Rockville in Montgomery County, Maryland — The American Northeast (Mid-Atlantic)
200 North Washington Street
óRockvilleís African American Heritage Walking Tour ó
Taverns in Rockville were the only businesses that were allowed to remain segregated as an exemption to the l962 City law against discrimination in public places. Mr. Tís initially sold ice cream, lunches, and candy. ln the evening it was a popular local drinking establishment. George Johnson opened the doors of Mr. Tís to customers of all races who came in part because of Mr. Johnsonís popularity and his participation in Rockville politics. Johnson was the first African American member of the Rockville Chamber of Commerce.
Erected by City of Rockville, Historic District Commission, Department of Community Planning and Development Services. (Marker Number 11.)
Marker series. This marker is included in the Maryland, Rockville's African American Heritage Walking Tour marker series.
Location. 39° 5.188′ N, 77° 9.192′ W. Marker is in Rockville, Maryland, in Montgomery County. Marker is at the intersection of North Washington Street and Beall Avenue on North Washington Street. Click for map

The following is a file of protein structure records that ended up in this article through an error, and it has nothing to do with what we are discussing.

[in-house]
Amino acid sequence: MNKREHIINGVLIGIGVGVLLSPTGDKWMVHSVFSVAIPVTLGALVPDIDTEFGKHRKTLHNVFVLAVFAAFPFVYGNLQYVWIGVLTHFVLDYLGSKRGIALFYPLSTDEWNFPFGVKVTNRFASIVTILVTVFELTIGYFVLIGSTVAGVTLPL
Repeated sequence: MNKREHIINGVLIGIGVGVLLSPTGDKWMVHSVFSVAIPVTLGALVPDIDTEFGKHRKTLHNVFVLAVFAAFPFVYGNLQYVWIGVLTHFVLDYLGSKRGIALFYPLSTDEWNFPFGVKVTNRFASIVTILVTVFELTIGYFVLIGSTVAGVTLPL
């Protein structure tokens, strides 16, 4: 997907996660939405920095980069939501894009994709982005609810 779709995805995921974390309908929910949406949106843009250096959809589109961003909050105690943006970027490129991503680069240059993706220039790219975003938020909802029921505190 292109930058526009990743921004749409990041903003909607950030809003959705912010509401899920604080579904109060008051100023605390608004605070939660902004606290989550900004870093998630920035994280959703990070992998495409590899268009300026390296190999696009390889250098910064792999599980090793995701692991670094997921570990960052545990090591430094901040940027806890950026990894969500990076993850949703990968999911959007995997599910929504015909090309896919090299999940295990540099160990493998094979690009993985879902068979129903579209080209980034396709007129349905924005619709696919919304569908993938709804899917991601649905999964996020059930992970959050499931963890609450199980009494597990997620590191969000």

Other nearby markers. At least 8 other markers are within walking distance of this marker. Rockvilleís First Colored Schools (within shouting distance of this marker); Galilean Temple (within shouting distance of this marker); Hebron House and Print Shop (within shouting distance of this marker); Rockville Methodist Episcopal Church - Jerusalem/Mount Pleasant (within shouting distance of this marker); Jerusalem - Mount Pleasant Church and Parsonage (about 300 feet away, measured in a direct line); Snowden Funeral Home (about 300 feet away); Father Divine Birthplace (about 500 feet away); Higgins House (about 600 feet away). Click for a list of all markers in Rockville.
Also see . . . Take a Walking Tour of Rockville's African American Heritage. “Mr. Tís tavern was one of the most popular eating and drinking spots in Rockville. The small restaurant occupied the site of the Exxon here until it was demolished in the 1960s. Mr. Tís tells the story of segregation in Maryland and of one manís contributions to the African American community.” (Submitted on July 18, 2010.)
Categories. • African Americans • Notable Buildings •
Credits. This page originally submitted on , by Tom Fuchs of Greenbelt, Maryland. This page has been viewed 610 times since then and 6 times this year. Photos: 1. submitted on , by Tom Fuchs of Greenbelt, Maryland. 2. submitted on , by Richard E. Miller of Oxon Hill, Maryland. • J. J. Prats was the editor who published this page. This page was last revised on June 16, 2016.
Editor’s want-list for this marker. Wide shot of marker • photo of building now on the site • period photos of Mr. Tís • Can you help?